Date of Award:

5-2010

Document Type:

Thesis

Degree Name:

Master of Arts (MA)

Department:

History

Advisor/Chair:

C. Robert Cole

Abstract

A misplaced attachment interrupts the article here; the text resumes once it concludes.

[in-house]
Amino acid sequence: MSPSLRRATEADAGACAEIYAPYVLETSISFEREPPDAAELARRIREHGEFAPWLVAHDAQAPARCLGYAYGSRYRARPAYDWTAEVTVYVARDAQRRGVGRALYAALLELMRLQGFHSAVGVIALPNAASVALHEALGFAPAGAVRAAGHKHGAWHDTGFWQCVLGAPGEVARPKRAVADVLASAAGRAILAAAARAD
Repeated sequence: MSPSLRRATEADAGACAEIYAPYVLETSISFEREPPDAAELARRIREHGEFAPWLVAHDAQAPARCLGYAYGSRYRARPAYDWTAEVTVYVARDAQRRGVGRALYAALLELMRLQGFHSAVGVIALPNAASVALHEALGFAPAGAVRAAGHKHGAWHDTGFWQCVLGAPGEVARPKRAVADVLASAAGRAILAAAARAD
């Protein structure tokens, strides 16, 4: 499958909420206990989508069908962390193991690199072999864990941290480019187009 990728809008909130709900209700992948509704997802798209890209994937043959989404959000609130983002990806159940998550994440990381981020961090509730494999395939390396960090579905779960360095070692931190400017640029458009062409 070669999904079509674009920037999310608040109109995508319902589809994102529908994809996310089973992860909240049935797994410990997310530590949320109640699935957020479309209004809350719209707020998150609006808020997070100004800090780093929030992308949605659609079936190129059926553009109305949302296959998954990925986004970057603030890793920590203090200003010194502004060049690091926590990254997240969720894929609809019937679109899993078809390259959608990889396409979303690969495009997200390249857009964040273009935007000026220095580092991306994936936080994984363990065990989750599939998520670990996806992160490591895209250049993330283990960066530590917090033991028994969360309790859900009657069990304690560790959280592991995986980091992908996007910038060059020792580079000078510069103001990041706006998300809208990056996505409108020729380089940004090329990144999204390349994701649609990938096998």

After World War II, state-sponsored deportations amounting to ethnic cleansing occurred and showed that the roots of the Czech-German cultural competition are important. In Bohemia, Czechs and Germans share a long history of contact, both mutually beneficial and antagonistic. Bohemia became one of the most important constituent realms of the Holy Roman Empire, bringing Czechs into close contact with Germans. During the reign of Václav IV, a theologian at the University of Prague named Jan Hus began to cause controversy. Hus began to preach the doctrines outlined by the Englishman John Wycliffe. At the Council of Constance church officials sought to stamp out Wycliffism and as part of that effort summoned Hus, convicted him of heresy and burned him at the stake on July 6, 1415. Bohemia rose in rebellion, in what became the Hussite Wars. Bohemians elected a Hussite king, George of Poděbrady. Shortly after his death, the Thirty Years War began and resulted in the Austrian Habsburgs gaining the throne of Bohemia. The Habsburg dynasty suppressed Protestantism in the Czech lands and ushering in a brutal Counter-Reformation and forced reconversion to Catholicism. By the nineteenth century, a revival of Czech culture and language brought about Czech nationalism. Spurred by the nobility’s desire to regain lost power from the monarchy, a distinct Czech culture began to coalesce. With noble patronage, Czech nationalists established many of the symbols of the Czech nation such as the Bohemian Museum and the National Theater and initiated Czech language instruction at Charles University in Prague and finally a separate Czech university in Prague. The first generation of nationalist Czech leaders, lead by František Palacký, gave way to a newer generation of nationalists, lead eventually by Tomáš Garrigue Masaryk. Masaryk, a professor at the university, successfully lead the efforts during World War I to create an independent Czechoslovakia. Masaryk’s decades-long debate with historian Josef Pekař over the meaning of Czech history illustrates how Czech nationalists distorted historical facts to fit their nationalist ideology. The nationalists succeeded in gaining independence, but faced unsuccessfully forged a new state with a significant, but problematic, German minority.

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